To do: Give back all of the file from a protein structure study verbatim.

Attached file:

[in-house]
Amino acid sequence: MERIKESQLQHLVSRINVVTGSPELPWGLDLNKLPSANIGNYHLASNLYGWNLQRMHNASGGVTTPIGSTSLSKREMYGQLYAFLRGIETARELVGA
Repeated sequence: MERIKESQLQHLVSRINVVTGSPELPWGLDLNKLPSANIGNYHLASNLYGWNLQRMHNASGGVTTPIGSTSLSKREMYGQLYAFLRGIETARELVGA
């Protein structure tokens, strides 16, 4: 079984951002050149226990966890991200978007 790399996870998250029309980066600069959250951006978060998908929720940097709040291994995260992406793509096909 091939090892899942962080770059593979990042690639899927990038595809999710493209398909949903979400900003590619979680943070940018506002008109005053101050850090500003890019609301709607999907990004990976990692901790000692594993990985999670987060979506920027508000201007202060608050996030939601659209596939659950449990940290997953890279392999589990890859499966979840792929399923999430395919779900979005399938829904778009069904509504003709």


[in-house]
Amino acid sequence: MERIKESQLQHLVSRINVVTGSPELPWGLDLNKLPSANIGNYHLASNLYGWNLQRMHNASGGVTTPIGSTSLSKREMYGQLYAFLRGIETARELVGA
Repeated sequence: MERIKESQLQHLVSRINVVTGSPELPWGLDLNKLPSANIGNYHLASNLYGWNLQRMHNASGGVTTPIGSTSLSKREMYGQLYAFLRGIETARELVGA
């Protein structure tokens, strides 16, 4: 079984951002050149226990966890991200978007 790399996870998250029309980066600069959250951006978060998908929720940097709040291994995260992406793509096909 091939090892899942962080770059593979990042690639899927990038595809999710493209398909949903979400900003590619979680943070940018506002008109005053101050850090500003890019609301709607999907990004990976990692901790000692594993990985999670987060979506920027508000201007202060608050996030939601659209596939659950449990940290997953890279392999589990890859499966979840792929399923999430395919779900979005399938829904778009069904509504003709």